*A three-year player at BC, Robinson developed into a big-time scorer before making the leap to the NBA. He averaged 18.7 points as a sophomore and then 20.7 points as a junior while improving his shooting percentages across the board. He went from 42.3 percent from the field as a sophomore to 48.5 in 2017-18.
*Robinson turned himself into an excellent three-point shooter. After shooting just 33.3 percent as a sophomore, he got that up to 40.9 percent as a junior and on 5.7 attempts per game. That trajectory bodes well for Robinson's chances at the next level.
*He has a quick release on his jumper, giving him the ability to be effective on catch-and-shoot plays off screens. Robinson could develop into a reliable scorer who doesn't need the ball in his hands as a primary focus of the offense. He also showed the ability to throw down some powerful dunks and finish with creativity at the rim. He didn't record a vertical leap at the NBA Combine, but playing above and around the rim didn't appear to be a problem in college.
*Though it didn't show in his last season at Boston College, Robinson was adept at forcing turnovers in his first two years. He averaged 1.6 steals per game across his freshman and sophomore seasons and 16 times in his career had three steals or more in a game.
*Questions for Robinson would include his versatility and speed. Some draft evaluators wonder if he will be able to get separation off the dribble at the NBA level. Also, he put up decent rebounding and assists numbers in college but didn't exactly stand out in either category.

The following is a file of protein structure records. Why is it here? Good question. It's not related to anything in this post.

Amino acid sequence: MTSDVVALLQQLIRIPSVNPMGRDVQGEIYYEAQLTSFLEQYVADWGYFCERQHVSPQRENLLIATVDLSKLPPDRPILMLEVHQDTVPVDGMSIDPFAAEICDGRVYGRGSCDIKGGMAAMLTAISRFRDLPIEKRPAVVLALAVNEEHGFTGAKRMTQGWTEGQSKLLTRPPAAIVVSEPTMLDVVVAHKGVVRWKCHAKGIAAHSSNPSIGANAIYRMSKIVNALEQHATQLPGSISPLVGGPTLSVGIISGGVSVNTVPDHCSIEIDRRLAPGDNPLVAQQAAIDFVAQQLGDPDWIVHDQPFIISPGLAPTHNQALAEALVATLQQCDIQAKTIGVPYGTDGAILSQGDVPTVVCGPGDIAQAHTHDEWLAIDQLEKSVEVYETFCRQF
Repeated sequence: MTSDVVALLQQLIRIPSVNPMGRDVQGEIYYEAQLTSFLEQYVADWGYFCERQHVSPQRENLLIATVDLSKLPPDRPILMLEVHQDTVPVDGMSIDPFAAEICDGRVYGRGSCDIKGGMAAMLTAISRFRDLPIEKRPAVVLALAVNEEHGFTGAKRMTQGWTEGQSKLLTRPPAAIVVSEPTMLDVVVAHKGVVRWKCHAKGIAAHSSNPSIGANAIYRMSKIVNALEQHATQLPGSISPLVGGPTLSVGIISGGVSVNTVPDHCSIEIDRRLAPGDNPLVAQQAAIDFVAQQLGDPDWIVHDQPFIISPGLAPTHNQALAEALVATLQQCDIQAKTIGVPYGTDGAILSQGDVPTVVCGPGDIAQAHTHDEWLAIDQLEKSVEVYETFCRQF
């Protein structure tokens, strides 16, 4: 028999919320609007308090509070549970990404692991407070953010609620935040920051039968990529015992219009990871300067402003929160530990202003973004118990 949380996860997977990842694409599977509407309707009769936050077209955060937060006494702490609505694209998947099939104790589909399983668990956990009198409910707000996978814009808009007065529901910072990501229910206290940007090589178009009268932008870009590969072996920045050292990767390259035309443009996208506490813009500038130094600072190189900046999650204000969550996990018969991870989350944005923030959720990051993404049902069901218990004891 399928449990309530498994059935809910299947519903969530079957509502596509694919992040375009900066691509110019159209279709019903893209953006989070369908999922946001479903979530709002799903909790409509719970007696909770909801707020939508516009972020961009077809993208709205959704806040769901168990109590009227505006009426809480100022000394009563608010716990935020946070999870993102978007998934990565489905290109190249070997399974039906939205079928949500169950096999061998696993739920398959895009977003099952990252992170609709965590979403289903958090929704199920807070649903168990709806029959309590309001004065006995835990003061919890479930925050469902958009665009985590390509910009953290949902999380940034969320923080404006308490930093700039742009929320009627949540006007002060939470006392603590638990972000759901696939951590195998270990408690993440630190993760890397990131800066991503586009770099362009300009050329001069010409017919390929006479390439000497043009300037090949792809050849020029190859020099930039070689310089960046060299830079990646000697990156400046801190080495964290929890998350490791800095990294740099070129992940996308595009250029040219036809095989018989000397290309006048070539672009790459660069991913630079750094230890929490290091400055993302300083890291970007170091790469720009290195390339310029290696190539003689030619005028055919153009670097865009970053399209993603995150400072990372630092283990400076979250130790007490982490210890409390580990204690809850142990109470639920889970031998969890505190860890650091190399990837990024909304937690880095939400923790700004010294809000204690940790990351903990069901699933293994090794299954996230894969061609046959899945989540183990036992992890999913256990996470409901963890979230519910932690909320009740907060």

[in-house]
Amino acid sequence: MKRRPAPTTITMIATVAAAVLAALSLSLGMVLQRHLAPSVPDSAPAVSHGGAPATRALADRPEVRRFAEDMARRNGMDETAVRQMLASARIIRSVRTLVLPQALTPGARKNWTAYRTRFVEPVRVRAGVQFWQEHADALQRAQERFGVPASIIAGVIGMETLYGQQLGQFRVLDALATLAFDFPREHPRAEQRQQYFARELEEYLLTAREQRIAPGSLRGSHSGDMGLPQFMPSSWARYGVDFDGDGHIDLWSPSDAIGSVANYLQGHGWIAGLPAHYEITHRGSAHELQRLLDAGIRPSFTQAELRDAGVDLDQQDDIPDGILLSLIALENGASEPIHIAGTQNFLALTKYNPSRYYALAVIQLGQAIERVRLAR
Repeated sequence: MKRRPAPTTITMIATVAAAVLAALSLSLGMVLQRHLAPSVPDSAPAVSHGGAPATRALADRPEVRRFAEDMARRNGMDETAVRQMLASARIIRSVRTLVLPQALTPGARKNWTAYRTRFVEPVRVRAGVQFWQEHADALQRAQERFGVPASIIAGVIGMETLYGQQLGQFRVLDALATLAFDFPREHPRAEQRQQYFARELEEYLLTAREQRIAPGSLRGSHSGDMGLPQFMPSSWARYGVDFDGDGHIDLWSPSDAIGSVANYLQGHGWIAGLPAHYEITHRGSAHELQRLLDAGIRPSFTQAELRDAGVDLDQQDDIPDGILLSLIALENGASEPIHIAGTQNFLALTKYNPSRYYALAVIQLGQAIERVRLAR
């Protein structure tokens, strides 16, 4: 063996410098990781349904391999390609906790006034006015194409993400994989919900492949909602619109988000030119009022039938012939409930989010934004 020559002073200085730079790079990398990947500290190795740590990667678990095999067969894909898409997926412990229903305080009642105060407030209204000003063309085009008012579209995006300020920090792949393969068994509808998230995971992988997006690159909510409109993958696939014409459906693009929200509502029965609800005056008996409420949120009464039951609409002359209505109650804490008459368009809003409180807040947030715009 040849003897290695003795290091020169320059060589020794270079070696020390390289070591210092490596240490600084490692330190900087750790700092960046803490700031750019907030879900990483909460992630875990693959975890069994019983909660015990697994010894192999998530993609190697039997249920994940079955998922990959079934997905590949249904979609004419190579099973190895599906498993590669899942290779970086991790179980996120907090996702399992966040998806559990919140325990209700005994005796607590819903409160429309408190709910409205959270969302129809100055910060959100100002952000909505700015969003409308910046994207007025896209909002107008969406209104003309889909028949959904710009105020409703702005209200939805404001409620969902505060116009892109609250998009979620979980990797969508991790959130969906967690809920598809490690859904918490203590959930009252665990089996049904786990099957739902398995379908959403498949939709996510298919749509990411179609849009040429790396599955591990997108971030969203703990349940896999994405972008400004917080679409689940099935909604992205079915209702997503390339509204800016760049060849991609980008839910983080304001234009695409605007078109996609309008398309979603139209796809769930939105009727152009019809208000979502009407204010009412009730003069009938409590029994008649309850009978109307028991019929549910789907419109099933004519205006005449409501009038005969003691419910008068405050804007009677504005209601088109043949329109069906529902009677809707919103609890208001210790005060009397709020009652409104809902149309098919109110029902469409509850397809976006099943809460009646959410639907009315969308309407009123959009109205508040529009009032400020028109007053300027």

Fit with Wizards: Robinson would give the Wizards depth at the shooting guard position and they need that. He could help Bradley Beal pare down his minutes and offer a scoring punch off the Wizards' bench. The Wizards could use a reliable shooter to help space the floor for Kelly Oubre, Jr. and others in the second unit.
The problems with Robinson's fit would be his lack of positional versatility and what appears to be a relatively low ceiling. He's not the freak athlete that some of his counterparts are at shooting guard. If the Wizards are choosing between Robinson and guys like Zhaire Smith and Lonnie Walker IV, they could view the latter two as more enticing because of their potential. Robinson would represent a safer pick while others could pay off big-time and have a greater impact on the franchise in the long-term.
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In less than a month, the 2018 MLB All-Star game will take place at Nationals Park.
There are plenty of details that still need ironing out, but none are more important than the 64 players that will be taking the field at the Midsummer Classic.